Understanding the sections of the fire safety plan (FSP) pertaining to the building occupant evacuation procedures does require advance preparation. There are critical activities required during the time between the identification of the fire emergency and commencement of evacuation. These FSP sections include floor warden and supervisory personnel roles and responsibilities, as well as drawings which indicate the placement of exit routes to the outside assembly area or pre-designated meeting area(s). The outside meeting areas must not hamper access by fire-responders and must allow fire wardens, supervisory staff and building managers to easily account for all their occupants. Special attention must be given to any occupants with hearing or vision impairment, or persons who are physically limited, wheelchair bound, etc. Special procedures are to be outlined within the approved FSP. Ultimately, the main goal is that when the fire alarm sounds, all occupants will be able to immediately leave the building by proceeding in an orderly fashion to the nearest exit. In addition, should fire or smoke block an exit, occupants must know where to find the alternate exits. Therefore, the priority is to ensure that all paths of escape are sufficiently equipped with exit fixtures and emergency backup lighting to illuminate the building exit routes.
One area that is often overlooked is understanding the smoke control equipment and fire dampers in building. These devices are designed as either being automatic or semi-automatic, and govern the passage of smoke. This equipment is to be clearly described in the FSP, along with the related testing and maintenance procedures. Equally important is implementing the sections of the FSP that pertain to the maintenance of the fire alarm system, its detection devices, public address system, or other means of alerting occupants to ensure that these remain in top working condition. Given that the fire safety plan is continually referenced, its contents must be reviewed and updated at intervals of not greater than 12 months. This will ensure it accurately reflects the current building layout, the location of fire equipment, emergency personnel contact information, etc. Advanced updates to the FSP (such as those to reflect structural changes to the building, fire safety system upgrades and floor plan modification) may subsequently warrant a re-submission to the City for re-approval.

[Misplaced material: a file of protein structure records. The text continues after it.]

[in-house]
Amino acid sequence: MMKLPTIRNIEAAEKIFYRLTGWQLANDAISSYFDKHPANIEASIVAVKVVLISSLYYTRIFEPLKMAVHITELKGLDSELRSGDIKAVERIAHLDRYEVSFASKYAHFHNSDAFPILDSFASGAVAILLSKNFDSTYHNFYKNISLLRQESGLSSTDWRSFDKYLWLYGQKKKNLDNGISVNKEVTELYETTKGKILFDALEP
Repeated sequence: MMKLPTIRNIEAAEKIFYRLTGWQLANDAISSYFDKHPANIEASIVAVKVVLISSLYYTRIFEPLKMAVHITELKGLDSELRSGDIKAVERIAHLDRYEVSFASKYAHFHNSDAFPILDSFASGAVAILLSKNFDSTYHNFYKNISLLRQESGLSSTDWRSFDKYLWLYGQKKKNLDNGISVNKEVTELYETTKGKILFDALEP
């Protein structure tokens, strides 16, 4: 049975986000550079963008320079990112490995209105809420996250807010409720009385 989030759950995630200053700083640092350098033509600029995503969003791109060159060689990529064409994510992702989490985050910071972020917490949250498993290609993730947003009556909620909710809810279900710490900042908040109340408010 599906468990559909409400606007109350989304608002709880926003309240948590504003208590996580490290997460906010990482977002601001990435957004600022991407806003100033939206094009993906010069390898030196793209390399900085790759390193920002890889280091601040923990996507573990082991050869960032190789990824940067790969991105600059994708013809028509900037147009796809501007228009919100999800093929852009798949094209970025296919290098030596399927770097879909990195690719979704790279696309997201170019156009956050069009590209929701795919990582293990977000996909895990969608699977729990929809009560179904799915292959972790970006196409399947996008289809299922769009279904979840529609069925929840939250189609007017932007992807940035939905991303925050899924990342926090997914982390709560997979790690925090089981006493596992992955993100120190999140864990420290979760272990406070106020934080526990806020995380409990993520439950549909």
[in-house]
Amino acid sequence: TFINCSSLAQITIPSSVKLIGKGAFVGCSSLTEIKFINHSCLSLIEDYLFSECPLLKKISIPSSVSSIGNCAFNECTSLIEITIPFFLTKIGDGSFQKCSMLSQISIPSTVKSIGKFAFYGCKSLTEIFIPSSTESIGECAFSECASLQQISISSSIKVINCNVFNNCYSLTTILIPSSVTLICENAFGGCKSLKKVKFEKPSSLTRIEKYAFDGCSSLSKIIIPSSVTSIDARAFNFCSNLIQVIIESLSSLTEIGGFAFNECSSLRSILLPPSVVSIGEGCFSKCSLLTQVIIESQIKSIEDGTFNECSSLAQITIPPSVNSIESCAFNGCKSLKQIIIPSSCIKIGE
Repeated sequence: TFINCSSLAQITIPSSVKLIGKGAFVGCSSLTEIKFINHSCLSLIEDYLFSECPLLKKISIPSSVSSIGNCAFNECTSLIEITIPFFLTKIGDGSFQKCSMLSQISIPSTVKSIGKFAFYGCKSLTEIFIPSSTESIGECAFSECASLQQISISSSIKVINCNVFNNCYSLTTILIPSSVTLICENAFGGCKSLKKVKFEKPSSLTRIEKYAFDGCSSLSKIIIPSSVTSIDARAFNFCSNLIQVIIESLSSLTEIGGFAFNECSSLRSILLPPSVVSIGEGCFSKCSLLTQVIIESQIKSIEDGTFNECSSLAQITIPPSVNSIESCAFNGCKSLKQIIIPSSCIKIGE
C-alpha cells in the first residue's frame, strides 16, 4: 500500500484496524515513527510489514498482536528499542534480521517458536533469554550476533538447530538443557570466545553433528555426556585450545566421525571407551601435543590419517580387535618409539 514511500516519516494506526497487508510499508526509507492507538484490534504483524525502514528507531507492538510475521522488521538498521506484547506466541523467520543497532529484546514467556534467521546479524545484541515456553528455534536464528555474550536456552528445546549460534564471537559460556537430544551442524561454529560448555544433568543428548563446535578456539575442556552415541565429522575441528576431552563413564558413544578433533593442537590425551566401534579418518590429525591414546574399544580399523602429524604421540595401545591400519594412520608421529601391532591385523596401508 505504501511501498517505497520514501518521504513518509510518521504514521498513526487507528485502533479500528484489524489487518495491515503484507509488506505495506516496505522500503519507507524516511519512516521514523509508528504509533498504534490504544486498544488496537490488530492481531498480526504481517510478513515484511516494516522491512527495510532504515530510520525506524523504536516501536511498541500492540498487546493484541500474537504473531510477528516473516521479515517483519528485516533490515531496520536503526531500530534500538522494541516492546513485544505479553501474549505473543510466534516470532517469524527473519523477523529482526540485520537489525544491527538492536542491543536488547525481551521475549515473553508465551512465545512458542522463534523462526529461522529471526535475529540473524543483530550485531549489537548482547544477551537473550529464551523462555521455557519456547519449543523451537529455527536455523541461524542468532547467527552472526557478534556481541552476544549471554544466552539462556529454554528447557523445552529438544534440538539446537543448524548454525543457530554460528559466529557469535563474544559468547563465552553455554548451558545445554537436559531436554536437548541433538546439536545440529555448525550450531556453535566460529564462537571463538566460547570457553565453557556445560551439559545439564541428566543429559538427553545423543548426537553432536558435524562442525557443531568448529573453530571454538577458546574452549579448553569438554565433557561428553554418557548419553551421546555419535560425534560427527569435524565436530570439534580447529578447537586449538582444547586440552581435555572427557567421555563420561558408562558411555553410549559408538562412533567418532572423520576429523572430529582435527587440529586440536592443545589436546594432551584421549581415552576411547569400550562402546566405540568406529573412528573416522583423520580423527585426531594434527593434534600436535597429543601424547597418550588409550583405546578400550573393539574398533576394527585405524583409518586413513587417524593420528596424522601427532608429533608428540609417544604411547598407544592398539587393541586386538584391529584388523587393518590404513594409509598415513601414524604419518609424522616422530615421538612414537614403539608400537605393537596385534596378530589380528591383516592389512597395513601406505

This article was contributed by Firepoint Inc, serving the GTA since 1997, developing fire department approved fire safety plans for newly constructed and existing buildings. Although every effort is made to ensure the accuracy, currency and completeness of the information, the bulletin publishers and authors do not guarantee, warrant, represent or undertake that the information provided is correct, accurate or current and shall not be liable for any loss, claim, or demand arising directly or indirectly from any use or reliance upon the bulletin information. Bulletin reproduction in whole or in part is prohibited without the written consent of Firepoint Inc. Copyright 2021 – All Rights Reserved. See www.firepoint.ca or call 905-874-9400.